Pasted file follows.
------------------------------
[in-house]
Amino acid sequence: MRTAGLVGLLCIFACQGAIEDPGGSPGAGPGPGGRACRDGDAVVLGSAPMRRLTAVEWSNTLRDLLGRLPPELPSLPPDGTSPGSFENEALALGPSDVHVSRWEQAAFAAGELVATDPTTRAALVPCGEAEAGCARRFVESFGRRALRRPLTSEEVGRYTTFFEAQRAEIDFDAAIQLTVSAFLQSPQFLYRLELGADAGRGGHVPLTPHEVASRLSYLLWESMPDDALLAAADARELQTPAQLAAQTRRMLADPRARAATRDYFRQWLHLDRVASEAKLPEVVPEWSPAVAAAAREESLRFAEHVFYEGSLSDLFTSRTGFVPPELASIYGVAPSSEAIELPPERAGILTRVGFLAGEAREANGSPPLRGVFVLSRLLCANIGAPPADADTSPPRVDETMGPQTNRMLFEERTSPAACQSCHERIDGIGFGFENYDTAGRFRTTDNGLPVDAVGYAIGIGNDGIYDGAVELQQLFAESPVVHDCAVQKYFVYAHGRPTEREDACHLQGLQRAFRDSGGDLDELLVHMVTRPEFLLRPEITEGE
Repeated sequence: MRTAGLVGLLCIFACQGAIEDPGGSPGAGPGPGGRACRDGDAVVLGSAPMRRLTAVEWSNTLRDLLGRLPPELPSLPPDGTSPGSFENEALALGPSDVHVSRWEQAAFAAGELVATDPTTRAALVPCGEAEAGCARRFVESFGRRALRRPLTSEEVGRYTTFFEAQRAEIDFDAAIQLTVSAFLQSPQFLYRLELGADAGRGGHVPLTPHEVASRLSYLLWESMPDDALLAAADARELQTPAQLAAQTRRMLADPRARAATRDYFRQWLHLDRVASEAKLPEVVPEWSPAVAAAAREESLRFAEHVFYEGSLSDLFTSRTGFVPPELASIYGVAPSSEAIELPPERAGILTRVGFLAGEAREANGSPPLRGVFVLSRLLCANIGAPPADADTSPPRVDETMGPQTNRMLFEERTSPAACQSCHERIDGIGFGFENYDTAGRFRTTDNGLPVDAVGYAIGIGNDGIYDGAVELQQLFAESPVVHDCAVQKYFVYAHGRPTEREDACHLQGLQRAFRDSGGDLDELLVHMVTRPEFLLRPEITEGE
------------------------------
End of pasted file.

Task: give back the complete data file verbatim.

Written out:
[in-house]
Amino acid sequence: MRTAGLVGLLCIFACQGAIEDPGGSPGAGPGPGGRACRDGDAVVLGSAPMRRLTAVEWSNTLRDLLGRLPPELPSLPPDGTSPGSFENEALALGPSDVHVSRWEQAAFAAGELVATDPTTRAALVPCGEAEAGCARRFVESFGRRALRRPLTSEEVGRYTTFFEAQRAEIDFDAAIQLTVSAFLQSPQFLYRLELGADAGRGGHVPLTPHEVASRLSYLLWESMPDDALLAAADARELQTPAQLAAQTRRMLADPRARAATRDYFRQWLHLDRVASEAKLPEVVPEWSPAVAAAAREESLRFAEHVFYEGSLSDLFTSRTGFVPPELASIYGVAPSSEAIELPPERAGILTRVGFLAGEAREANGSPPLRGVFVLSRLLCANIGAPPADADTSPPRVDETMGPQTNRMLFEERTSPAACQSCHERIDGIGFGFENYDTAGRFRTTDNGLPVDAVGYAIGIGNDGIYDGAVELQQLFAESPVVHDCAVQKYFVYAHGRPTEREDACHLQGLQRAFRDSGGDLDELLVHMVTRPEFLLRPEITEGE
Repeated sequence: MRTAGLVGLLCIFACQGAIEDPGGSPGAGPGPGGRACRDGDAVVLGSAPMRRLTAVEWSNTLRDLLGRLPPELPSLPPDGTSPGSFENEALALGPSDVHVSRWEQAAFAAGELVATDPTTRAALVPCGEAEAGCARRFVESFGRRALRRPLTSEEVGRYTTFFEAQRAEIDFDAAIQLTVSAFLQSPQFLYRLELGADAGRGGHVPLTPHEVASRLSYLLWESMPDDALLAAADARELQTPAQLAAQTRRMLADPRARAATRDYFRQWLHLDRVASEAKLPEVVPEWSPAVAAAAREESLRFAEHVFYEGSLSDLFTSRTGFVPPELASIYGVAPSSEAIELPPERAGILTRVGFLAGEAREANGSPPLRGVFVLSRLLCANIGAPPADADTSPPRVDETMGPQTNRMLFEERTSPAACQSCHERIDGIGFGFENYDTAGRFRTTDNGLPVDAVGYAIGIGNDGIYDGAVELQQLFAESPVVHDCAVQKYFVYAHGRPTEREDACHLQGLQRAFRDSGGDLDELLVHMVTRPEFLLRPEITEGE